5 Things Parents Should Look for in Their Children’s Medical Records

Here are five things I think parents should look for in their children’s medical records and have at their fingertips:

  1. BMI Percent – Parents are often stunningly wrong about whether or not their children are at a healthy weight. We are so familiar with our kids that they often look normal to us even when they are not. And more than 75% of parents of overweight children aged 2 to 15 report never being told the child is overweight by the pediatrician.The Body Mass Index is a calculation that looks at appropriate weight for height for a given age and gender. If children’s BMI is below the 5th percentile, they are likely underweight. If they are at the 85th percentile or above, they are likely to be overweight. Above the 95th percentile? Obese.
  2. Trends – Even more important than where your child’s health is right now, in many cases, is what trends are emerging. Is your child’s BMI percent going up, going down, or stable? Is your child developing at an expected rate or falling behind in an area? It’s far easier to correct a problem before it crosses the line to a diagnosis.In order to follow trends, you need to either get a copy of your child’s growth chart every time you visit the doctor, do the measurements and tracking yourself, or use a simple tool like MotherKnows.com*. It’s a great way to keep track of your child’s medical record with the added advantage of being able to carry it with you via smart phone App so you can access your child’s record any where you are and even log your comments and notes from a doctor visit.
  3. Medication History and Allergies – It’s important to know what medications your child is taking now, but it’s also important to know what medications have been used in the past – which ones worked, which ones didn’t and what side effects your child had to each. Most parents can’t remember all this data, but your child’s medical record should include all the medications she’s ever been prescribed and any side effects or allergies that you’ve reported to her doctor.
  4. Look for Patterns – If your child has recurring health problems, look for when the problems occur and what else was happening at the time. Perhaps your child has more coughs than her peers. When did they start? Right after visits to grandparents? Perhaps your little one is allergic to grandma’s cat or perhaps grandpa has started smoking again without letting you know. Or does congestion coincide with the start of school and let up over long breaks? Just by looking at the records you can often see patterns you might not notice another way.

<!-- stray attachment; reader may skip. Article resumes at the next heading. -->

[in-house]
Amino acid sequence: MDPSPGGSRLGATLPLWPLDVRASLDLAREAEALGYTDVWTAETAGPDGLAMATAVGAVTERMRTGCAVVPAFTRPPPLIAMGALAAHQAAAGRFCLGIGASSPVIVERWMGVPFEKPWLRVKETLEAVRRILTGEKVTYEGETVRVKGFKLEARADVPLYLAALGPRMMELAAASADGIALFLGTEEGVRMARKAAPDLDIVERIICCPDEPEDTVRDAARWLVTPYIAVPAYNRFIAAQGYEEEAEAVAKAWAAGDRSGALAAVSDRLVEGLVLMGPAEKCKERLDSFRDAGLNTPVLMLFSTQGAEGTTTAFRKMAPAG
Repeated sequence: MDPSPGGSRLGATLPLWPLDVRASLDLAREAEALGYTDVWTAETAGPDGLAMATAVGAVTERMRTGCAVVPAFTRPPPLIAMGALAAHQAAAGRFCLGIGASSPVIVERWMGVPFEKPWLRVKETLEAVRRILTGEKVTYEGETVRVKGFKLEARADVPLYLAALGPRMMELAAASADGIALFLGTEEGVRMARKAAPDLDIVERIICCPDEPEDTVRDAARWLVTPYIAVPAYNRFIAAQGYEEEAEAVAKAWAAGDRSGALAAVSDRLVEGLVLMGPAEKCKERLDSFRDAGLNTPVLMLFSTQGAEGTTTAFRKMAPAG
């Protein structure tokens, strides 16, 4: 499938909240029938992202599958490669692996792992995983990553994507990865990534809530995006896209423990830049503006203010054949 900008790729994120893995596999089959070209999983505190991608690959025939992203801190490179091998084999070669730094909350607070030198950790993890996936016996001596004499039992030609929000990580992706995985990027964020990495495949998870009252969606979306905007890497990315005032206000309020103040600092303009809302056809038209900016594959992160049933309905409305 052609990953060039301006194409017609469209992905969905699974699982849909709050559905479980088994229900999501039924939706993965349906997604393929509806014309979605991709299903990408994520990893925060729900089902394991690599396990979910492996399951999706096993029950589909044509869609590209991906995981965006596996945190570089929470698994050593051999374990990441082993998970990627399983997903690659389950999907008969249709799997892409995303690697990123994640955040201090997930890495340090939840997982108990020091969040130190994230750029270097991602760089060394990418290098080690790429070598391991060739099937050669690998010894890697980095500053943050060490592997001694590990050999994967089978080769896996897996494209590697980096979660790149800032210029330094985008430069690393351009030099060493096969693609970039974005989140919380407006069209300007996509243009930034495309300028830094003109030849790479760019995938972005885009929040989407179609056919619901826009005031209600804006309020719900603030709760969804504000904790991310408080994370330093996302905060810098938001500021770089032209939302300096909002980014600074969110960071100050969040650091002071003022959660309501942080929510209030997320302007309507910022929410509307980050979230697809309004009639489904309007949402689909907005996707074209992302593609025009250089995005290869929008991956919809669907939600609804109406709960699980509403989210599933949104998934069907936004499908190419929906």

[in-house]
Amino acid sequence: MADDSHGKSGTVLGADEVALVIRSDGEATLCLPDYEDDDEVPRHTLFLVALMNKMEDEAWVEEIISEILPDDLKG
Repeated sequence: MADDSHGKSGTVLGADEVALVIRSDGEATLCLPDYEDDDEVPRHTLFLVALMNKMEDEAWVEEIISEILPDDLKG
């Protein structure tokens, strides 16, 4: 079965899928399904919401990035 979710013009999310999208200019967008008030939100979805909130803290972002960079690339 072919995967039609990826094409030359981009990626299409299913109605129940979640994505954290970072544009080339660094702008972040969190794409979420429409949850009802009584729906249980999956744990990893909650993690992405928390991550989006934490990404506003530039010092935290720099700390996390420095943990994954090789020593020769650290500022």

5. Look for What’s Next – Your child’s records can also be a roadmap, to help you see where you are and what’s around the bend. Whether we’re considering fine motor skills, gross motor skills, social skills, speech, or physical growth, knowing where your child is on the road helps you know them better, and select toys and activities that will delight them on the cutting edge of their development.Plus, you won’t need to call your doctor’s office and wait on hold to find out things like the next time your child is due for a routine physical or screening test.

You wouldn’t think of trying to manage your finances without having easy access to your bank records. If we want to protect and cultivate our children’s health, taking advantage of access to children’s medical records is a great place to start.

References and Resources

December 2011 Briefing – Pediatrics

US Preventive Services Task Force. Screening for Obesity in Children and AdolescentsUS Preventive Services Task Force Recommendation StatementJAMA. 2017;317(23):2417–2426. doi:10.1001/jama.2017.6803

Dr. Greene is a practicing physician, author, national and international TEDx speaker, and global health advocate. He is a graduate of Princeton University and University of California San Francisco.

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